Matt Jones Matt Jones | 18 Jan 2021

With so much talk at the moment about CMS cloud-hosting and shifting ever more services onto the cloud, it’s easy to believe that the next must-have technology to stay on track with your competitors is a cloud CMS. But it’s not. In fact, there’s no cloud CMS at all.

Defining the cloud

That’s a big claim considering nearly every reputable CMS vendor seems to be offering a cloud CMS at the moment. But the cloud is simply a metaphor for the complexity of global connections behind the internet. It is the internet. To be fair, it’s an apt image. Trying to map how servers communicate, how data is retrieved and how it is protected as it travels across the world quickly results in an expanding nebula. 

Where, how and how much a CMS interfaces with that cloud varies depending on the CMS itself—what it’s designed to do. There is no CMS architecture out there, however, that is ‘cloud’ or ‘not cloud’. Any CMS can be on the cloud, and most are. So what options are available, and how do they actually interact with the cloud? 

CMS classification

There are three main models of CMS: traditional (or highly coupled), headless and decoupled. The primary differences among them has to do with the relationship between frontend and backend. In a traditional CMS, the frontend and backend are intrinsically linked. In other words, how it works and how information appears to the user function together—you can’t have one without the other. 

Generally speaking, traditional CMS models have traditional licensing models to go with them. You buy the software outright and install it on a physical server where the CMS is hosted. This is usually a capital expenditure with a monthly maintenance contract to keep security and development up to date.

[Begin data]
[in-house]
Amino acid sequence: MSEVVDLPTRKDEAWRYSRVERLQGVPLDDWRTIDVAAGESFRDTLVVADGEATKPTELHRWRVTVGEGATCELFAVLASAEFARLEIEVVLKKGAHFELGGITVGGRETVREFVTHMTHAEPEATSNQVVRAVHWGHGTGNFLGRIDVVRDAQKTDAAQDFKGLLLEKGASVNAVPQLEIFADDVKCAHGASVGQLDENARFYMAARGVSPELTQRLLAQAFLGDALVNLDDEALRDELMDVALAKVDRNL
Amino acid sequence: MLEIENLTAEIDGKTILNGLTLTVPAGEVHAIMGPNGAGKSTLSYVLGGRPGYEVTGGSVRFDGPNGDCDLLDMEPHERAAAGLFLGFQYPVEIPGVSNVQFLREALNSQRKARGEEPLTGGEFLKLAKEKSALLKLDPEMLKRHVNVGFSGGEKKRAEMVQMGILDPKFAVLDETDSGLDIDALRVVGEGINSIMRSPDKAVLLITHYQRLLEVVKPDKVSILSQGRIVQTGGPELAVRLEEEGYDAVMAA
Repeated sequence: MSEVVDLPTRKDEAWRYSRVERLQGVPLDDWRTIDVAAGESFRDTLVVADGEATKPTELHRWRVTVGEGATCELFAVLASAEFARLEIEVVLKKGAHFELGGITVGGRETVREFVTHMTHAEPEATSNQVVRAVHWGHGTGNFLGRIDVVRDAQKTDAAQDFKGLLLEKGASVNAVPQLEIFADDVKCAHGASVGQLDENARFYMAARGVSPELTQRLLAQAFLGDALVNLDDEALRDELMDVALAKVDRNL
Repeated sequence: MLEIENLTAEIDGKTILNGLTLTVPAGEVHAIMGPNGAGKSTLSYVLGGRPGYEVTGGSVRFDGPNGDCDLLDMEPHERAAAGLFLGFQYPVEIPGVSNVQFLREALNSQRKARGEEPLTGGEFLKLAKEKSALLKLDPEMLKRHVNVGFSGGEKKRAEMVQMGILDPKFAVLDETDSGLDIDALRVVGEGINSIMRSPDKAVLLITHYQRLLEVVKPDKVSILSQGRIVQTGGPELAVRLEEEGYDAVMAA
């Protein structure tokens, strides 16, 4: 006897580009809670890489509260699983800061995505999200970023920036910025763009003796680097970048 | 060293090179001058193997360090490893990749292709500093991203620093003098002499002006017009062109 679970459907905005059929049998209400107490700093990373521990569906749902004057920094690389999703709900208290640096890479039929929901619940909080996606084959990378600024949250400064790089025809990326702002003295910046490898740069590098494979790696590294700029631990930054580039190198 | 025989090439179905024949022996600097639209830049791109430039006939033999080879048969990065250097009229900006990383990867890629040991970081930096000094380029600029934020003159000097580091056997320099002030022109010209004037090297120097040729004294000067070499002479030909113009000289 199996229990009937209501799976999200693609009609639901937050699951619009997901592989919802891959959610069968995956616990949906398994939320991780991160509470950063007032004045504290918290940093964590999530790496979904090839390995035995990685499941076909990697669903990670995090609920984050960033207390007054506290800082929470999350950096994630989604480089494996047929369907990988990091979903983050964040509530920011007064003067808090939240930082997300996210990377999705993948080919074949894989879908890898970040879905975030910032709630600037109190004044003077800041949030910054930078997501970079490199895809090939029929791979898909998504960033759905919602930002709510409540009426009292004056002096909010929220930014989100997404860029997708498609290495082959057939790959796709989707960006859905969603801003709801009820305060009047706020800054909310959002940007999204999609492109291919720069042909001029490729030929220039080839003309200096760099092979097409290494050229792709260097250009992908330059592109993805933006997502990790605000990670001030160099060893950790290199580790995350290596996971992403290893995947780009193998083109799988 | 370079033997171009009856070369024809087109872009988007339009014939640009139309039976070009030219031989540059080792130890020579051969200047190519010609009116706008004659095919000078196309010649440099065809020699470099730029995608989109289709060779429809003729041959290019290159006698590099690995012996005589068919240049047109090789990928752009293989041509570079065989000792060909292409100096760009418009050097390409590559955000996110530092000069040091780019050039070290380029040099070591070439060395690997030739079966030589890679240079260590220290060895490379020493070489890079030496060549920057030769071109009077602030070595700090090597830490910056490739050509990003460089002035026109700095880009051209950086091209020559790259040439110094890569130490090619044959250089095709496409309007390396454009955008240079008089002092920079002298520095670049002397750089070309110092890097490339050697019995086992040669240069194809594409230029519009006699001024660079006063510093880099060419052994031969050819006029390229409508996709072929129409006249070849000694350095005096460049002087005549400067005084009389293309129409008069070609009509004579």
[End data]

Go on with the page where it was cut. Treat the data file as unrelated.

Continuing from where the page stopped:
Headless and decoupled are similar but not exactly the same. In both cases, the backend and frontend are developed separately. Headless CMS, such as Kentico Kontent, has no frontend attached to the backend. The backend is developed on its own, and the content there can be sent to any frontend. The developers can create many frontends if they want to, and the content can appear in all of them in different ways. 

A decoupled CMS comes with a backend and a frontend in one package, like a traditional CMS. But they are developed separately and communicate the way a headless CMS communicates with its frontends. This allows for flexibility in development while still having some frontend templates in place. Headless and decoupled CMS is most often offered as a subscription service, with cloud hosting, security and updates included in a monthly price, and no big upfront licensing cost. 

Finding your place

Crucially, this taxonomy isn’t a ranking. ‘Traditional’ isn’t a synonym for ‘old-fashioned’, and a newer type of architecture isn’t necessarily the right fit for a newer business. A Digital Experience Platform (DXP), for instance, which encompasses many more digital assets than just traditional content, is nonetheless an example of traditional CMS. The way it is structured is what gives it this classification. 

Any or all of these CMS types can be a cloud CMS. They may be hosted in the cloud or developed on a cloud platform. Their content can be pushed onto various cloud-facing frontends, such as a website or eCommerce sites. The point is that the CMS itself is not a cloud product. What you choose to do with it once you have it determines its interaction with the cloud.

Overall there is a definite trend in the last year or so away from traditional CMS models, both in architecture and licensing, toward headless/decoupled and subscription licensing and cloud hosting. But traditional CMS isn’t going away entirely. It certainly continues to serve industries and individual organisations for whom the other models simply don’t suit their business or project. And that’s what choosing a CMS is all about—picking the right type and license to match your needs.

If you want more information about what CMS model is right for you, then please get in touch.